Turned the Frye into a thrill. Chase Jarvis

Seattle's most interesting museum curator is leaving museums.

Robin Held has been appointed executive director of Reel Grrls, the Seattle nonprofit that gets girls and young women involved in filmmaking. This comes after her extended tenures at the Henry Art Gallery (where she created the exhibitions Gene(sis): Contemporary Art Explores Human Genomics and Hershmanlandia: The Art and Films of Lynn Hershman Leeson, among others) and the Frye Art Museum, where she is currently chief curator (and where she's organized shows of the artists Dario Robleto, Implied Violence, and the Slovenian artist collective NSK).

She'll be at the Frye through February doing an exhibition of work by Stranger Genius Award–winner Susie Lee.

Held is a 2005 Stranger Genius winner herself. When she was hired away from the contemporary-based Henry Art Gallery for the at-a-crossroads Frye in late 2004, the move surprised everybody. Then-director of the Frye Midge Bowman told The Stranger, "In hiring Robin, I wanted to move the most avant-garde person to the most conservative museum and see what kind of chemistry arose." It was a potion that awakened the sleeping Frye. Led by her fresh ideas about the art, history, and architecture of the First Hill museum—and with the support of two successive directors and a courageous board of trustees—Held turned the Frye into a thrill. She understood showmanship without sacrificing seriousness, and she valued relationships. Even through the economic crash, the Frye has felt alive.

On the phone last week, Held sounded excited and confident. Once again, she is announcing an unexpected decision that makes intuitive sense.

"It's such a perfect fit," she said. "For the last 15 years, I have helped artists realize their biggest dreams, their biggest projects, and so many of those artists are women. I've been working with women artists at every stage of their career—young, lifetime achievement award-winners—and in many cases, those artists find it difficult to have their voices heard, or their vocabularies exceed the structures we have for hearing and understanding them.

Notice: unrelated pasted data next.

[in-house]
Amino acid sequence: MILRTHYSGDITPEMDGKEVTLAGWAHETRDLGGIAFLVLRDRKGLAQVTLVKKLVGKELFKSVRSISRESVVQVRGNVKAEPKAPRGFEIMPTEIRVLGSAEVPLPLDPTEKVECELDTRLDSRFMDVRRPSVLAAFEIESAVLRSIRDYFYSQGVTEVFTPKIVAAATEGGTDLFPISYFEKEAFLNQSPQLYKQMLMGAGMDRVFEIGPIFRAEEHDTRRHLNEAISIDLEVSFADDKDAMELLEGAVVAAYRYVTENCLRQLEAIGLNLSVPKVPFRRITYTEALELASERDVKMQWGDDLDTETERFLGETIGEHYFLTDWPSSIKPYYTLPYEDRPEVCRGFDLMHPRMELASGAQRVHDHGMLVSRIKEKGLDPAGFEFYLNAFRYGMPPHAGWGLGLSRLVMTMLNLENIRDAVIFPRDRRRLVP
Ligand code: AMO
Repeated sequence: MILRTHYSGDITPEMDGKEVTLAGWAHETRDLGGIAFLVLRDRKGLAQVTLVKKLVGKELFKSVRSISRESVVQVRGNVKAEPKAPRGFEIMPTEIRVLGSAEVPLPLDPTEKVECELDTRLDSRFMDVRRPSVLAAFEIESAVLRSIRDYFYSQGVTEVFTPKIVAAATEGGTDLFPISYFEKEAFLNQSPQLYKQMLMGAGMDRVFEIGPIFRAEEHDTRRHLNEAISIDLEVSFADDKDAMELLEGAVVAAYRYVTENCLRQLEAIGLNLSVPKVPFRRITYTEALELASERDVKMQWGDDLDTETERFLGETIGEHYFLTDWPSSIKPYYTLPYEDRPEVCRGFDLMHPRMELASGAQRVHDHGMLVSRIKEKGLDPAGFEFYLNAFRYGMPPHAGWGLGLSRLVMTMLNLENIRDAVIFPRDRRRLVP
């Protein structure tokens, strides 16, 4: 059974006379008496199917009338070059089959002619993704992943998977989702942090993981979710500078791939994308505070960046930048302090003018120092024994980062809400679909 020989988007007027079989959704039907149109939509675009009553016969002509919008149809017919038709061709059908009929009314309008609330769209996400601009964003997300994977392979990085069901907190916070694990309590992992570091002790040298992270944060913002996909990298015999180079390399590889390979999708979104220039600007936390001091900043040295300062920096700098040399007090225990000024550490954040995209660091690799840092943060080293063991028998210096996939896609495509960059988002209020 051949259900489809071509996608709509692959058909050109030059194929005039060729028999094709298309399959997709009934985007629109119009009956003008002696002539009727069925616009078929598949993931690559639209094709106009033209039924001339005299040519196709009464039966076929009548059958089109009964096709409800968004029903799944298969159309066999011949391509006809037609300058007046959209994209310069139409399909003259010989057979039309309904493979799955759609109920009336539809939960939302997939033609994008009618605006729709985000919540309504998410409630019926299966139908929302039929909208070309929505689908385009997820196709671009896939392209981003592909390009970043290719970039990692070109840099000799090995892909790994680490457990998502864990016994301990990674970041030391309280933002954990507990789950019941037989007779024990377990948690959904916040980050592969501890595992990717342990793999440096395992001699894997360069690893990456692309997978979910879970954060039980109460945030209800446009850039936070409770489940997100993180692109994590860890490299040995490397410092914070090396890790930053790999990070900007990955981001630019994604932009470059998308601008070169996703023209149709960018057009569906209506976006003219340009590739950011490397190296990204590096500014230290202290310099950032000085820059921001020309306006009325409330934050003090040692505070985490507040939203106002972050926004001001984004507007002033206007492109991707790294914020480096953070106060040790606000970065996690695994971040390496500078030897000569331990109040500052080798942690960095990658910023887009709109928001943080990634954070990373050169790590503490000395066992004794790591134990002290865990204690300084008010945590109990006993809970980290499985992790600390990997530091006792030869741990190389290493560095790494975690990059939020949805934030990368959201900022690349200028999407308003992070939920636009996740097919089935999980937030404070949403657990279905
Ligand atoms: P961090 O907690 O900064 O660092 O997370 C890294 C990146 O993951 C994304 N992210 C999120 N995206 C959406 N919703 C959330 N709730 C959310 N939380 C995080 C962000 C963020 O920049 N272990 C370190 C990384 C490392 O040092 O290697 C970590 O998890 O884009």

"So two things, two things. One: I am absolutely thrilled to work with young women ages 9 to 19 who are just beginning to imagine that they could be artists and that the things they make are art. What's better? That's the thrill, really. The other thing is, it's working to change things to, let's just say, a necessary normal—where so many women thrive as artists and filmmakers and playwrights, that it's so normal for women to do all those creative things that we stop using that qualifier: woman artist, woman filmmaker, woman playwright. Then we win."

Frye director Jo-Anne Birnie Danzker knew about Held's application to Reel Grrls and acted as a reference.

"The time I've seen Robin happiest is when she was transforming what we were doing away from the conventional exhibition and toward supporting what artists are doing—commissioning artist projects, what we were doing with Implied Violence and DAE [Degenerate Art Ensemble]," Birnie Danzker said. "She just really shines in those environments. So this is a logical move. It's supporting women, it's supporting emerging artists, it's supporting people who work on a cross-platform basis, and it's Seattle's continued gain."

Held is not the first MVP of Seattle art to leave museum work this year. Derrick Cartwright stepped down at Seattle Art Museum, citing too much emphasis on administration. And, though the case is slightly different, Fidelma McGinn left the helm of Artist Trust to work in philanthropy at the Seattle Foundation. It might be worth asking whether museums are the best places for people who are both creative and caring. Are museums supportive platforms from which to envision and enact social change? Then we win, Held said. Can "we win" at creating a better future from within traditional museums? How could museums nurture more interesting, connective, transformative curators? Do museums even want to?

Birnie Danzker said the Frye hasn't decided whether it will fill the position that Held is vacating. That position is "an echo of the classic 19th-century model of the museum," Birnie Danzker said. "And one of the things I'm really proud of is that we're breaking down a lot of those categories—we've had artists working with us, we've been supporting new works being created, and so it's a much more horizontal relationship with artists and the public.

"The classic role of the curator as the person who will tour you through a show and help you know what to think is really breaking down, and rightly so. So I don't know if [having a chief curator] is the right way to proceed. I doubt it, frankly. I think we will continue the commitment to the cross-platform approach that is much more horizontal and much more open to experimentation. I wouldn't want to roll that back at all."

My take is that I don't care what you call it, but losing a full-time position for a person with as much pull, creativity, and institutional support as Held would be a tragedy. Held, after all, is the one who pioneered these changes at the Frye—as the curator. recommended